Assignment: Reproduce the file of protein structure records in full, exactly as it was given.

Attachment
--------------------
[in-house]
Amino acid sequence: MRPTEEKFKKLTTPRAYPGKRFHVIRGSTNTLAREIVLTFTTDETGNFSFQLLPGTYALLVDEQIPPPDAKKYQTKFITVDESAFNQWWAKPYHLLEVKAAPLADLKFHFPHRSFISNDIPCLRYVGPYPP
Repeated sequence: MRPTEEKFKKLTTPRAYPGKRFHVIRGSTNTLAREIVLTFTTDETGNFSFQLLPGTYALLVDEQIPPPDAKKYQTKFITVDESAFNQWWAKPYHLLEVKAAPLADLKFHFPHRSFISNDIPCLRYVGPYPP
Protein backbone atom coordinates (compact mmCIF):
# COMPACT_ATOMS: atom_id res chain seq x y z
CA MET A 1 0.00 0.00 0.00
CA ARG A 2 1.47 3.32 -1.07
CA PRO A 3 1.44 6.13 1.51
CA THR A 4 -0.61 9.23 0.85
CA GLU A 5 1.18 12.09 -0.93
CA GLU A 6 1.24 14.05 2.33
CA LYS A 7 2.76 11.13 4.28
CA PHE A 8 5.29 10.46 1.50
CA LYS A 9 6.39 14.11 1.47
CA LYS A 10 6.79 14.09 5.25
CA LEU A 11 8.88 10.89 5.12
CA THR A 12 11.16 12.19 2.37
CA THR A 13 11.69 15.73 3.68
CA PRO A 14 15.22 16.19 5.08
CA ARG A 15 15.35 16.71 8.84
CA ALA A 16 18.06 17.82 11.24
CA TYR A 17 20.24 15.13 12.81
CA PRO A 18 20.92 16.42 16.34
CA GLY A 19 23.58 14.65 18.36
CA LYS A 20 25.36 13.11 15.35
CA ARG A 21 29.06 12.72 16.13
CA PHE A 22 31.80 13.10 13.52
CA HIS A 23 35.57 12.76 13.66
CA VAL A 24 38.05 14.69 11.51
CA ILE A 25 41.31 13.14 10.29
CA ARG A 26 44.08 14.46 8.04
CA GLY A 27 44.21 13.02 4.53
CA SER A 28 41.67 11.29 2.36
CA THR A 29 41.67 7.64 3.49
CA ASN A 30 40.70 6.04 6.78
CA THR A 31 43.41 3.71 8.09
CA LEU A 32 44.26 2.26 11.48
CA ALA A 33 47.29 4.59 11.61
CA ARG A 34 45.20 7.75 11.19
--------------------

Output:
[in-house]
Amino acid sequence: MRPTEEKFKKLTTPRAYPGKRFHVIRGSTNTLAREIVLTFTTDETGNFSFQLLPGTYALLVDEQIPPPDAKKYQTKFITVDESAFNQWWAKPYHLLEVKAAPLADLKFHFPHRSFISNDIPCLRYVGPYPP
Repeated sequence: MRPTEEKFKKLTTPRAYPGKRFHVIRGSTNTLAREIVLTFTTDETGNFSFQLLPGTYALLVDEQIPPPDAKKYQTKFITVDESAFNQWWAKPYHLLEVKAAPLADLKFHFPHRSFISNDIPCLRYVGPYPP
Protein backbone atom coordinates (compact mmCIF):
# COMPACT_ATOMS: atom_id res chain seq x y z
CA MET A 1 0.00 0.00 0.00
CA ARG A 2 1.47 3.32 -1.07
CA PRO A 3 1.44 6.13 1.51
CA THR A 4 -0.61 9.23 0.85
CA GLU A 5 1.18 12.09 -0.93
CA GLU A 6 1.24 14.05 2.33
CA LYS A 7 2.76 11.13 4.28
CA PHE A 8 5.29 10.46 1.50
CA LYS A 9 6.39 14.11 1.47
CA LYS A 10 6.79 14.09 5.25
CA LEU A 11 8.88 10.89 5.12
CA THR A 12 11.16 12.19 2.37
CA THR A 13 11.69 15.73 3.68
CA PRO A 14 15.22 16.19 5.08
CA ARG A 15 15.35 16.71 8.84
CA ALA A 16 18.06 17.82 11.24
CA TYR A 17 20.24 15.13 12.81
CA PRO A 18 20.92 16.42 16.34
CA GLY A 19 23.58 14.65 18.36
CA LYS A 20 25.36 13.11 15.35
CA ARG A 21 29.06 12.72 16.13
CA PHE A 22 31.80 13.10 13.52
CA HIS A 23 35.57 12.76 13.66
CA VAL A 24 38.05 14.69 11.51
CA ILE A 25 41.31 13.14 10.29
CA ARG A 26 44.08 14.46 8.04
CA GLY A 27 44.21 13.02 4.53
CA SER A 28 41.67 11.29 2.36
CA THR A 29 41.67 7.64 3.49
CA ASN A 30 40.70 6.04 6.78
CA THR A 31 43.41 3.71 8.09
CA LEU A 32 44.26 2.26 11.48
CA ALA A 33 47.29 4.59 11.61
CA ARG A 34 45.20 7.75 11.19